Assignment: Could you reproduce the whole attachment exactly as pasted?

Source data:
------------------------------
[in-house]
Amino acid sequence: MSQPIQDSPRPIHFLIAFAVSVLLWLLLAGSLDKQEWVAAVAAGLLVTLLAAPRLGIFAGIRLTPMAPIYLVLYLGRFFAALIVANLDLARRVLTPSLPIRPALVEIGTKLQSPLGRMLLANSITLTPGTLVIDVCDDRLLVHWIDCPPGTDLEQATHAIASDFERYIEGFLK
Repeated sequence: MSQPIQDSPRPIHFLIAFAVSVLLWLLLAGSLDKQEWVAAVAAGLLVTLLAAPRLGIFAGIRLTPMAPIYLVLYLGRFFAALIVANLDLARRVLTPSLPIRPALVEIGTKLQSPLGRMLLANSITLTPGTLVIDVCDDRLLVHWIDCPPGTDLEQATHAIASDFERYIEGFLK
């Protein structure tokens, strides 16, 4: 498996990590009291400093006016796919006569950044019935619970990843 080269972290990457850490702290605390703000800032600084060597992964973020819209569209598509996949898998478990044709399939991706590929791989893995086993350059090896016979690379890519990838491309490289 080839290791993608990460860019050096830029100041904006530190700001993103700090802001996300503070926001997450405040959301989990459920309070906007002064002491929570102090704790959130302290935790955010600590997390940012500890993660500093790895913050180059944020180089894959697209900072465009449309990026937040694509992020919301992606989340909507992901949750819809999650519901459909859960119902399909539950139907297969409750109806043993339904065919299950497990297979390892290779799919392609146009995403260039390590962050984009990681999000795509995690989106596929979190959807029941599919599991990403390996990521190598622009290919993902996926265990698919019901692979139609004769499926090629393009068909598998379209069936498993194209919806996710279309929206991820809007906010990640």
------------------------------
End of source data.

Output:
[in-house]
Amino acid sequence: MSQPIQDSPRPIHFLIAFAVSVLLWLLLAGSLDKQEWVAAVAAGLLVTLLAAPRLGIFAGIRLTPMAPIYLVLYLGRFFAALIVANLDLARRVLTPSLPIRPALVEIGTKLQSPLGRMLLANSITLTPGTLVIDVCDDRLLVHWIDCPPGTDLEQATHAIASDFERYIEGFLK
Repeated sequence: MSQPIQDSPRPIHFLIAFAVSVLLWLLLAGSLDKQEWVAAVAAGLLVTLLAAPRLGIFAGIRLTPMAPIYLVLYLGRFFAALIVANLDLARRVLTPSLPIRPALVEIGTKLQSPLGRMLLANSITLTPGTLVIDVCDDRLLVHWIDCPPGTDLEQATHAIASDFERYIEGFLK
């Protein structure tokens, strides 16, 4: 498996990590009291400093006016796919006569950044019935619970990843 080269972290990457850490702290605390703000800032600084060597992964973020819209569209598509996949898998478990044709399939991706590929791989893995086993350059090896016979690379890519990838491309490289 080839290791993608990460860019050096830029100041904006530190700001993103700090802001996300503070926001997450405040959301989990459920309070906007002064002491929570102090704790959130302290935790955010600590997390940012500890993660500093790895913050180059944020180089894959697209900072465009449309990026937040694509992020919301992606989340909507992901949750819809999650519901459909859960119902399909539950139907297969409750109806043993339904065919299950497990297979390892290779799919392609146009995403260039390590962050984009990681999000795509995690989106596929979190959807029941599919599991990403390996990521190598622009290919993902996926265990698919019901692979139609004769499926090629393009068909598998379209069936498993194209919806996710279309929206991820809007906010990640």